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PostRe: Buying a house (and renting)
by Jenuall » Tue Oct 09, 2018 1:14 pm

We've accepted an offer on our house! Got pretty much what we were asking for it as well which is nice. :toot:

Now just need to get our next move lined up and start dealing with all the conveyancing and general organisation which is required when selling, buying and moving to a new place. Looks like it is going to be absorbing a lot of my free time over the next few months! :dread:

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PostRe: Buying a house (and renting)
by OrangeRKN » Tue Oct 09, 2018 1:26 pm

Moggy wrote:
OrangeRKN wrote:
pjbetman wrote:They're are obviously concerns over house prices dropping, which would send people into negative equity possibly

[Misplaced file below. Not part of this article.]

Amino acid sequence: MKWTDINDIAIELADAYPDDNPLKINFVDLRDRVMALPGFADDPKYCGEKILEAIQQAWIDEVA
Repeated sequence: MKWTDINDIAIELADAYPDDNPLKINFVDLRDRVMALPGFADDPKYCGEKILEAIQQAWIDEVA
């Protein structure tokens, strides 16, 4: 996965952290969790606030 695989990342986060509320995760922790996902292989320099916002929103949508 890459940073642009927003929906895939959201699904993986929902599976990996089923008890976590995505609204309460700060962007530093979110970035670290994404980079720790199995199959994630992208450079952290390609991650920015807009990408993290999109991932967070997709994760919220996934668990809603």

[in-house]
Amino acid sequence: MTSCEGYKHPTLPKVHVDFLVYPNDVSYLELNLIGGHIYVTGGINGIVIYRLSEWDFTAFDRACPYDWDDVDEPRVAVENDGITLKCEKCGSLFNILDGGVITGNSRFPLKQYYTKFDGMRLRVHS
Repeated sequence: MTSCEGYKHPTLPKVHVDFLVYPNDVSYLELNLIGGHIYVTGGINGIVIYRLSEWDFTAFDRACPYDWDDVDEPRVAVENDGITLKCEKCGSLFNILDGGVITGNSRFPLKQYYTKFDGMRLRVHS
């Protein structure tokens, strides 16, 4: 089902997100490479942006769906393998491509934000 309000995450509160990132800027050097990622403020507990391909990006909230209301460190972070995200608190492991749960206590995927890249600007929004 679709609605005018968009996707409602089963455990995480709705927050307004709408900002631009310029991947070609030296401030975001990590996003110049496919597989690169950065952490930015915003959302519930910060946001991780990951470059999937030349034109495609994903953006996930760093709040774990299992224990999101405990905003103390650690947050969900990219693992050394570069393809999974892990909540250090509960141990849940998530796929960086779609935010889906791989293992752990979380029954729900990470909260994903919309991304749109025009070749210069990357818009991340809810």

I often wonder why a price freeze wouldn't work better - don't crash the market, but maintain current price houses for a long while until wages catch up. No one loses money on their house, but there is also much less incentive for investors to snap them all up.


With wage growth pretty much non-existent, we’d be waiting 250 years for wages to catch up.


Yeah sure, although there are parts of the country where house prices are more reasonable where it wouldn't take quite so long, and the hope would be wage growth would improve too.

At the very least you'd prevent a continued massive inflation in house prices.

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PostRe: Buying a house (and renting)
by Oblomov Boblomov » Tue Oct 09, 2018 1:52 pm

OrangeRKN wrote:
Moggy wrote:
OrangeRKN wrote:
pjbetman wrote:They're are obviously concerns over house prices dropping, which would send people into negative equity possibly


I often wonder why a price freeze wouldn't work better - don't crash the market, but maintain current price houses for a long while until wages catch up. No one loses money on their house, but there is also much less incentive for investors to snap them all up.


With wage growth pretty much non-existent, we’d be waiting 250 years for wages to catch up.